Satellite Mapping of CO2 Emission from Forest Fires in Indonesia Using AIRS Measurements

J. M. Rajab, M. Z. MatJafri, H. S. Lim, K. Abdullah

Abstract


Results from the analysis of the retrieved carbon dioxide (CO2) columns in the free troposphere are presented for one year (2005) obtained by the Atmospheric Infrared Sounder (AIRS) included on the EOS Aqua satellite launched on May 4, 2002. Providing information for several greenhouse gases, CO2, CH4, CO and O3 is one goal of the AIRS instrument as well as to improve weather prediction and study the water and energy cycle. Carbon Dioxide (CO2) is the most prominent Greenhouse gas in Earth's atmosphere and plays a key role in earth's climate. It is emitted into the air as humans exhale, from burning fossil fuels for energy and deforestation of the planet. The aim of this study is to generate Monthly CO2 Distribution maps and to investigate the effects of Indonesia forest fires on CO2 distributions over Peninsular Malaysia, north Sumatra and Singapore for 2005. The CO2 concentration map of the study area was generated by using mole_fraction of CO2 in free troposphere, obtained from AIRS/Aqua Level 3 monthly CO2 retrieval product (AIRS+AMSU) V005 (AIRX3C2M) at GES DISC. Considerable variations were demonstrated in the annual changes of rainfall and drought patterns in various seasons (dry & wet season). Variations in the biomass burning and CO2 emissions where noted over the study area, while the highest CO2 occurred over industrial and congested urban zones and a greater draw down of CO2 occurred in the pristine marine environment over northeast coasts of Sumatra during 2005. In particular, we observe a quasi-biennial variation in CO2 emissions from study area with two peaks, the natural peak occurring at the end of each dry season (February to April), when biomass burning occurs, and the second peak at wet season (July to September), because of the influence of Indonesia forest fire. Examining satellite measurements, the results showed that the enhanced CO2 emission correlates with occasions of less rainfall during dry season.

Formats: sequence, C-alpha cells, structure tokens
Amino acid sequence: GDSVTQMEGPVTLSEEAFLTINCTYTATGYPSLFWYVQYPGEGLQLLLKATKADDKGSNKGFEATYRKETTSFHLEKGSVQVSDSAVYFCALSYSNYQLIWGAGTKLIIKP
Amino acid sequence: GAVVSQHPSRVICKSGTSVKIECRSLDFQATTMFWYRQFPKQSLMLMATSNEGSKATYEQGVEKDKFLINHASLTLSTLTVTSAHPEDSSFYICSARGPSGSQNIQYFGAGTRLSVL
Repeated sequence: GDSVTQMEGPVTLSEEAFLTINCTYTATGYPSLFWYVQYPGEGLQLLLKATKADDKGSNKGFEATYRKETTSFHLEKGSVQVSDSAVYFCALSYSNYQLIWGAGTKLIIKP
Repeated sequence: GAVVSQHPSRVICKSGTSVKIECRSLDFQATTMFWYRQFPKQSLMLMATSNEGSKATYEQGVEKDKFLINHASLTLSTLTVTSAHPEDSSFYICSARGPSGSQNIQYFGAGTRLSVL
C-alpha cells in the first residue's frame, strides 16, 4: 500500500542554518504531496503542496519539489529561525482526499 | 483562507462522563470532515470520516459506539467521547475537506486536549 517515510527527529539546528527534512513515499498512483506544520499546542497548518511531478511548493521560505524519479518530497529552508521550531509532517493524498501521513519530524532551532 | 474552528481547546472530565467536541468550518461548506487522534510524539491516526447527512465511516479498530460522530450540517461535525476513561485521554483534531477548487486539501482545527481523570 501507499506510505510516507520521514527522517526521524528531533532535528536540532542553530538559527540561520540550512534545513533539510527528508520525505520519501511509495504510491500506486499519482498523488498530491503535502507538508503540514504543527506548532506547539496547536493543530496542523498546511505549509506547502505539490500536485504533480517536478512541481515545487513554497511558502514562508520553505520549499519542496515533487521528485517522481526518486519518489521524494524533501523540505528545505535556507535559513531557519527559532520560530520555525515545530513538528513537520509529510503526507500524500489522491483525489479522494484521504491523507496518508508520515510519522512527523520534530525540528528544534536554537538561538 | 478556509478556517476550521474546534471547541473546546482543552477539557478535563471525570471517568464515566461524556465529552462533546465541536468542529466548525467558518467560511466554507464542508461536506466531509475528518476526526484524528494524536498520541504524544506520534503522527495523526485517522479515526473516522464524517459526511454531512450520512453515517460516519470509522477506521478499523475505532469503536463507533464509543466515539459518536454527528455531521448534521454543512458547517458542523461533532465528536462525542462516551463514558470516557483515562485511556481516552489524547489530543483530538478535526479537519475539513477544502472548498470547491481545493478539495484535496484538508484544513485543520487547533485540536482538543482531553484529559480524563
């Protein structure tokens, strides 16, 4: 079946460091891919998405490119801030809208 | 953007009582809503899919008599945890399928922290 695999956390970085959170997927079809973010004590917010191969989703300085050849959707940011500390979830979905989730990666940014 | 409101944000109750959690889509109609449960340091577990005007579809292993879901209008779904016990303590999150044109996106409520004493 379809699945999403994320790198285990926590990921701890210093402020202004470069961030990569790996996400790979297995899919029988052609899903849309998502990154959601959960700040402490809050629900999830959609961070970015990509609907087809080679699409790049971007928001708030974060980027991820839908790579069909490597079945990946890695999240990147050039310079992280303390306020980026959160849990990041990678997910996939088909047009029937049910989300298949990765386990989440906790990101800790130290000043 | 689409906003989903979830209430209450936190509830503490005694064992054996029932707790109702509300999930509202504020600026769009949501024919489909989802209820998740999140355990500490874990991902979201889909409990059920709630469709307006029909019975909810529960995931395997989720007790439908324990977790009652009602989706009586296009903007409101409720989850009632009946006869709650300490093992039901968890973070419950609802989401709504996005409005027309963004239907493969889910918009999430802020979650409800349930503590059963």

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Modern Applied Science   ISSN 1913-1844 (Print)   ISSN 1913-1852 (Online)

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